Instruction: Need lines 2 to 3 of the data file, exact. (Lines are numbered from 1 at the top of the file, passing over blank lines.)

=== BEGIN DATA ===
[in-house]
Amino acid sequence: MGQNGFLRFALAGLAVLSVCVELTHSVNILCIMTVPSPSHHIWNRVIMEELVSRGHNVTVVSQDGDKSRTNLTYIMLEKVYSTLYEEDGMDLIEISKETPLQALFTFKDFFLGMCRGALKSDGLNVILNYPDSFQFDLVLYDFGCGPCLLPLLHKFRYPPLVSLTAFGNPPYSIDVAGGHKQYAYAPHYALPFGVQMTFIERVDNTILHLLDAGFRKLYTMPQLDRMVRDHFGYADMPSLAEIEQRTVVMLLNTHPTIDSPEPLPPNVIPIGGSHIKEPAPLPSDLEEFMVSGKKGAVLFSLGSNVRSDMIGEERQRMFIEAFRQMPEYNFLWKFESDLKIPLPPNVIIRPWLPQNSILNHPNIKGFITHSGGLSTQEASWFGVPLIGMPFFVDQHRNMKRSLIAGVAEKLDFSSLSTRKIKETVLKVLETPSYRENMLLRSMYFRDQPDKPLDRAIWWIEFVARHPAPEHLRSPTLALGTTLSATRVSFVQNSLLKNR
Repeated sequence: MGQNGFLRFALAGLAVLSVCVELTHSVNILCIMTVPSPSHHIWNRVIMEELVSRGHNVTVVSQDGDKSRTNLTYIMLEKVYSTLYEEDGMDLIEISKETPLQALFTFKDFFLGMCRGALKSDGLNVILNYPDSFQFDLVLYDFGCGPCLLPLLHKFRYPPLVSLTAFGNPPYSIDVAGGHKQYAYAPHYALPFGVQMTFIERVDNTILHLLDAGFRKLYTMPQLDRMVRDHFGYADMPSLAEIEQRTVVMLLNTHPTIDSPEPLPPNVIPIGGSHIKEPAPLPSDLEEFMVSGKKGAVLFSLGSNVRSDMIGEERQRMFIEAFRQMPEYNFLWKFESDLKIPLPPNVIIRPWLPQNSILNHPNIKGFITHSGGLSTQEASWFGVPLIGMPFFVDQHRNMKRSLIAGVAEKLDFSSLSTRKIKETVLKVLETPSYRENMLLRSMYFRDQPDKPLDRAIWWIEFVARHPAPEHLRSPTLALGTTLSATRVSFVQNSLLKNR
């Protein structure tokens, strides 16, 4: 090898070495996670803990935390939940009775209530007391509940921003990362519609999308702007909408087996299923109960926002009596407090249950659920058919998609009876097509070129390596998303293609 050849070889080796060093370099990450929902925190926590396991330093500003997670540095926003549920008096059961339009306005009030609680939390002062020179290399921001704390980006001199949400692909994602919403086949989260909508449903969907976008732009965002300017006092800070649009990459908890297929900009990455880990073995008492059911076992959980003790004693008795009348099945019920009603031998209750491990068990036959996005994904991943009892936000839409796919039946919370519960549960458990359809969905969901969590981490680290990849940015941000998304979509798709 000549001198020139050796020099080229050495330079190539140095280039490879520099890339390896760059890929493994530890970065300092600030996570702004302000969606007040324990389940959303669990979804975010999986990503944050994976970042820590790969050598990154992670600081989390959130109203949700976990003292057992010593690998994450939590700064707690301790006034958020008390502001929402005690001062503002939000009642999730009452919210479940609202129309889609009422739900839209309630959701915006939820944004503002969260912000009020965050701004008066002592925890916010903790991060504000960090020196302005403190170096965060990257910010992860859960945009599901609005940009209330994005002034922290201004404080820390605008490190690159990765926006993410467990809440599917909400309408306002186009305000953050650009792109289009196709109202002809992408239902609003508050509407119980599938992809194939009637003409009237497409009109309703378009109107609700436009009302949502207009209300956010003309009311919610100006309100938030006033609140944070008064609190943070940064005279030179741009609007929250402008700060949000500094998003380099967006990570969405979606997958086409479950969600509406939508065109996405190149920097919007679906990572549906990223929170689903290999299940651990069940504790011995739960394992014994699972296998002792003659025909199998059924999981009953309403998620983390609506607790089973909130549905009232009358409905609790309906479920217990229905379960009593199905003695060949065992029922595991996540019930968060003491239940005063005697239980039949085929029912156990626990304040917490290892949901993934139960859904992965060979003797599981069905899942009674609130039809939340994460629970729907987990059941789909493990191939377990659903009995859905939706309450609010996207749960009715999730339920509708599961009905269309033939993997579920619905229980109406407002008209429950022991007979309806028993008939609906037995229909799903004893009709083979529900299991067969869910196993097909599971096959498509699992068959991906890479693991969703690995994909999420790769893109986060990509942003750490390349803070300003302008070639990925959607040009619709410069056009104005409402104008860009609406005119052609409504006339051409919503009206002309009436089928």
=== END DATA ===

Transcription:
Amino acid sequence: MGQNGFLRFALAGLAVLSVCVELTHSVNILCIMTVPSPSHHIWNRVIMEELVSRGHNVTVVSQDGDKSRTNLTYIMLEKVYSTLYEEDGMDLIEISKETPLQALFTFKDFFLGMCRGALKSDGLNVILNYPDSFQFDLVLYDFGCGPCLLPLLHKFRYPPLVSLTAFGNPPYSIDVAGGHKQYAYAPHYALPFGVQMTFIERVDNTILHLLDAGFRKLYTMPQLDRMVRDHFGYADMPSLAEIEQRTVVMLLNTHPTIDSPEPLPPNVIPIGGSHIKEPAPLPSDLEEFMVSGKKGAVLFSLGSNVRSDMIGEERQRMFIEAFRQMPEYNFLWKFESDLKIPLPPNVIIRPWLPQNSILNHPNIKGFITHSGGLSTQEASWFGVPLIGMPFFVDQHRNMKRSLIAGVAEKLDFSSLSTRKIKETVLKVLETPSYRENMLLRSMYFRDQPDKPLDRAIWWIEFVARHPAPEHLRSPTLALGTTLSATRVSFVQNSLLKNR
Repeated sequence: MGQNGFLRFALAGLAVLSVCVELTHSVNILCIMTVPSPSHHIWNRVIMEELVSRGHNVTVVSQDGDKSRTNLTYIMLEKVYSTLYEEDGMDLIEISKETPLQALFTFKDFFLGMCRGALKSDGLNVILNYPDSFQFDLVLYDFGCGPCLLPLLHKFRYPPLVSLTAFGNPPYSIDVAGGHKQYAYAPHYALPFGVQMTFIERVDNTILHLLDAGFRKLYTMPQLDRMVRDHFGYADMPSLAEIEQRTVVMLLNTHPTIDSPEPLPPNVIPIGGSHIKEPAPLPSDLEEFMVSGKKGAVLFSLGSNVRSDMIGEERQRMFIEAFRQMPEYNFLWKFESDLKIPLPPNVIIRPWLPQNSILNHPNIKGFITHSGGLSTQEASWFGVPLIGMPFFVDQHRNMKRSLIAGVAEKLDFSSLSTRKIKETVLKVLETPSYRENMLLRSMYFRDQPDKPLDRAIWWIEFVARHPAPEHLRSPTLALGTTLSATRVSFVQNSLLKNR